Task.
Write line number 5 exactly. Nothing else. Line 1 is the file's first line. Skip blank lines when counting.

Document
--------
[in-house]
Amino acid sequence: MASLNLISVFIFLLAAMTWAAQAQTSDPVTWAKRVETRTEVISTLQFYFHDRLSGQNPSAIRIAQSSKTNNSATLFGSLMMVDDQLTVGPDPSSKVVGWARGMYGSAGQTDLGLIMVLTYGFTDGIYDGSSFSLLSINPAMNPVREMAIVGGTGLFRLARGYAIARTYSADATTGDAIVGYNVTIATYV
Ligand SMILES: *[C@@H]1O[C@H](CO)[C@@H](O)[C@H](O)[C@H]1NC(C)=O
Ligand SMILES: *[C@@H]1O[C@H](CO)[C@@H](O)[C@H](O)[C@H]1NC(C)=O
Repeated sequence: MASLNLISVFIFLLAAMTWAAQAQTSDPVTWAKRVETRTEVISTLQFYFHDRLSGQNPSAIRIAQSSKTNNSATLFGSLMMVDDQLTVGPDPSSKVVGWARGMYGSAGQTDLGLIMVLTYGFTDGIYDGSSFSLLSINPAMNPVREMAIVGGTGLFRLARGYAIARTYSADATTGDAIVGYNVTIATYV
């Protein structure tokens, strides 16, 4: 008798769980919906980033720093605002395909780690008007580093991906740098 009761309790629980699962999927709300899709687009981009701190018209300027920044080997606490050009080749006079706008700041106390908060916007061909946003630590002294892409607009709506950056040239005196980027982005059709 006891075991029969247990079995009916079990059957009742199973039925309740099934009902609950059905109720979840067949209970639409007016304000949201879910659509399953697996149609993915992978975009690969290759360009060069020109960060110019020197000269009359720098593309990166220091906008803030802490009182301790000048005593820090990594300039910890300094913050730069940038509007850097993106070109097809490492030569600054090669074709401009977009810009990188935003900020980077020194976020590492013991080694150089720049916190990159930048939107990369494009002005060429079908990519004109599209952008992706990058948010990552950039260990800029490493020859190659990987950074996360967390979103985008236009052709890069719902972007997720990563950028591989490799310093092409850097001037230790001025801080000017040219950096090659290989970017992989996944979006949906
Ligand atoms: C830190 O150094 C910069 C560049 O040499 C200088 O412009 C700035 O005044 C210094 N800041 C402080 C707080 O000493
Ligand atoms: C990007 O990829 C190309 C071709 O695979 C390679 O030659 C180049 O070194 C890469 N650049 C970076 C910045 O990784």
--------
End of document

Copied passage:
Repeated sequence: MASLNLISVFIFLLAAMTWAAQAQTSDPVTWAKRVETRTEVISTLQFYFHDRLSGQNPSAIRIAQSSKTNNSATLFGSLMMVDDQLTVGPDPSSKVVGWARGMYGSAGQTDLGLIMVLTYGFTDGIYDGSSFSLLSINPAMNPVREMAIVGGTGLFRLARGYAIARTYSADATTGDAIVGYNVTIATYV